The Labour government should perhaps consider the proposal by Sian Berry of Britain’s Green Party, who last year wrote that “green” industrial development should be based not on ecotowns but on hundreds of small locally-based eco-projects to retrofit and rehabilitate older housing stock in areas rich in public transit. Working with local officials and groups to “green” such areas would likely produce more, and more immediate, benefits than urbanizing additional greenfields in the name of ecology.

Sex and the City’s Subsidies in Baltimore

July 1, 2008

Critics of urban economic development often complain that municipal officials are too cozy with developers – giving away the subsidy candy store for projects in burgeoning urban real estate markets. Now Baltimore Mayor Sheila Dixon is at the center of a controversy in which, it appears, she was literally in bed with one particular developer.

Dixon recently acknowledged that while City Council president she had a “personal” relationship with Ronald H. Lipscomb, a prominent Baltimore developer. This relationship, lasting from late 2003 to early 2004, is now fodder for a state investigation into city spending practices.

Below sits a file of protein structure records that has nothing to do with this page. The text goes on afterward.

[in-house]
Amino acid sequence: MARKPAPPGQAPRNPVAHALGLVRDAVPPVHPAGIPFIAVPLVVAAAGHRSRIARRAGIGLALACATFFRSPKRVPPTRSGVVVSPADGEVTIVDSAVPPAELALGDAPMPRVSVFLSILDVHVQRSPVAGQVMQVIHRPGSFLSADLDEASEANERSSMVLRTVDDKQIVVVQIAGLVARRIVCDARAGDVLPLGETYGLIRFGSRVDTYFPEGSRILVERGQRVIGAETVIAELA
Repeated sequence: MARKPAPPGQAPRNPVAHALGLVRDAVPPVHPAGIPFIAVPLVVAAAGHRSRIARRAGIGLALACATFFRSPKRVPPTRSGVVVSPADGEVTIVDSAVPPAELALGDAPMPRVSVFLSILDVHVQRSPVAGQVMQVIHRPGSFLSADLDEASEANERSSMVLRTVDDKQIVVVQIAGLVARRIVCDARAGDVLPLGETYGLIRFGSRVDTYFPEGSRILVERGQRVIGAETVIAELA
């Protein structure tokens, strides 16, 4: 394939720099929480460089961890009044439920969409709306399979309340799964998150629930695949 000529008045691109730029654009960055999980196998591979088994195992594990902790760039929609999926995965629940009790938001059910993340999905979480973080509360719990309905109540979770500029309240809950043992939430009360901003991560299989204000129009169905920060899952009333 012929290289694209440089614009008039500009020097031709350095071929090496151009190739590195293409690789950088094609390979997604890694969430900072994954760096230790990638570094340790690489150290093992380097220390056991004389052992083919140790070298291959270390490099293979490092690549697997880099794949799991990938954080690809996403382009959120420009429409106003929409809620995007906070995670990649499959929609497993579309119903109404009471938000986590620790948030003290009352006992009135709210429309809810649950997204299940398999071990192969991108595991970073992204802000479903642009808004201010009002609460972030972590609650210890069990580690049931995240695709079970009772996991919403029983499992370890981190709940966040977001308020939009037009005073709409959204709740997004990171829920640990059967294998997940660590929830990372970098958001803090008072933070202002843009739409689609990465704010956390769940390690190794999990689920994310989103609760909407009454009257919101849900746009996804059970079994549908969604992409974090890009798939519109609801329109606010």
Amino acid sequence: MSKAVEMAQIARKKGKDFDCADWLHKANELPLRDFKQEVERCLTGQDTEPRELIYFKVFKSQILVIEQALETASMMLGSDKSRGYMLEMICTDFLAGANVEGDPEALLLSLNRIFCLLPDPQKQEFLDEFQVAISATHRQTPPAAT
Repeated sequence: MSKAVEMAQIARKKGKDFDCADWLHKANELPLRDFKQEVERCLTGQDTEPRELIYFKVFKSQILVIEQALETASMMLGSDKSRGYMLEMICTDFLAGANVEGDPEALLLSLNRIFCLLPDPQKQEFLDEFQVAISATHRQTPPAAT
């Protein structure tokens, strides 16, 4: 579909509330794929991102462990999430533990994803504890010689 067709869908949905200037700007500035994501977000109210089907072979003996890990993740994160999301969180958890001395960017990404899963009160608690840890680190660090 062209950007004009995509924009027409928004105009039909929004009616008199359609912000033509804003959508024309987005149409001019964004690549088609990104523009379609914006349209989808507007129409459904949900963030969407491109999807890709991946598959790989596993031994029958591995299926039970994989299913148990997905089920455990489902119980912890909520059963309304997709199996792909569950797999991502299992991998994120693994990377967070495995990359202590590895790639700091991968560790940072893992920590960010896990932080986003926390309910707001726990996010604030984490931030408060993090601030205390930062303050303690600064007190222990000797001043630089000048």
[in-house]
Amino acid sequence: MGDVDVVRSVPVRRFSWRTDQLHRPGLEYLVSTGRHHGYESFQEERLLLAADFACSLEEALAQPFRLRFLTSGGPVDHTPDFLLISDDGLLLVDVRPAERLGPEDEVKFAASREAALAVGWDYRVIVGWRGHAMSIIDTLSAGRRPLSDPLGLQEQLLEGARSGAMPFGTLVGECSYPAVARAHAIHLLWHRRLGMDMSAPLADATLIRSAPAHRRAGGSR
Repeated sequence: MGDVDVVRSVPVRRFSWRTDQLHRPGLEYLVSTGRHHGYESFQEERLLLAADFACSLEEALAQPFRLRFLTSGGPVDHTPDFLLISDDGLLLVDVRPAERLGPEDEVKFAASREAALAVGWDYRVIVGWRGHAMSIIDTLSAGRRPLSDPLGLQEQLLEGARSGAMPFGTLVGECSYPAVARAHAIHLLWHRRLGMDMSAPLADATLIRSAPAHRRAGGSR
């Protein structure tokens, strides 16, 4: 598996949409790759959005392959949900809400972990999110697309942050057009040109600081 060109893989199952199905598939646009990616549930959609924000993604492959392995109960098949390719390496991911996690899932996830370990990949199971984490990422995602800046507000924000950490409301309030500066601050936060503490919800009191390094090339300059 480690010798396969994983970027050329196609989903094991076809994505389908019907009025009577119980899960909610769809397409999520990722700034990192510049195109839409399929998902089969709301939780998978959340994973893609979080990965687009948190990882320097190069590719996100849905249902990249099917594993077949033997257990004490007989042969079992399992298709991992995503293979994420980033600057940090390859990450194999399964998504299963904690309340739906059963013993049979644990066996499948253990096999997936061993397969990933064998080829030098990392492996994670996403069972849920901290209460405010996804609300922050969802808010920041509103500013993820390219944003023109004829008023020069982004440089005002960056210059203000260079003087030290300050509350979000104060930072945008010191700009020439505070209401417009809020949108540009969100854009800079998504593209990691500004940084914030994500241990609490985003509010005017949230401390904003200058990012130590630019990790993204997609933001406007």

Even though Baltimore code (Art. 8 Sec. 6-27) bans public officials from accepting gifts “…from any person that the public servant knows…has a financial interest that might be substantially and materially affected …by the performance or nonperformance of the public servant’s official duties,” Dixon allegedly accepted lavish gifts (including fur coats and pricy airline tickets) from Lipscomb. But state prosecutors are finding that it’s Lipscomb who may have benefited the most from the relationship.

Dixon has acknowledged that, as Council president, she “twisted some arms” to facilitate a subsidy deal for a development spearheaded by Lipscomb’s Doracon Contracting and Struever Bros. Eccles & Rouse. In 2003, the city gave the Frankford Estates residential development almost $6 million in tax increment financing, an $800,000 grant, and land worth $237,000. It also waived $47,600 in building permit fees.

But that’s not all: During Dixon’s tenure as president, the Baltimore City Council also approved a 15-year “payment in lieu of taxes” subsidy worth roughly $7.2 million for The Zenith, a downtown apartment tower for which Doracon served as a contractor, and a 20-year tax break worth $13.6 million for a joint venture between Lipscomb and two other developers for a residential development called Spinnaker Bay.

State investigations into city spending practices have been ongoing since a March 2006 Baltimore Sun series questioned Dixon’s role in approving city contracts with Union Technologies, which was employing her sister at the time. Union Technologies’ owner has since pled guilty to tax evasion charges and agreed to cooperate with further investigations.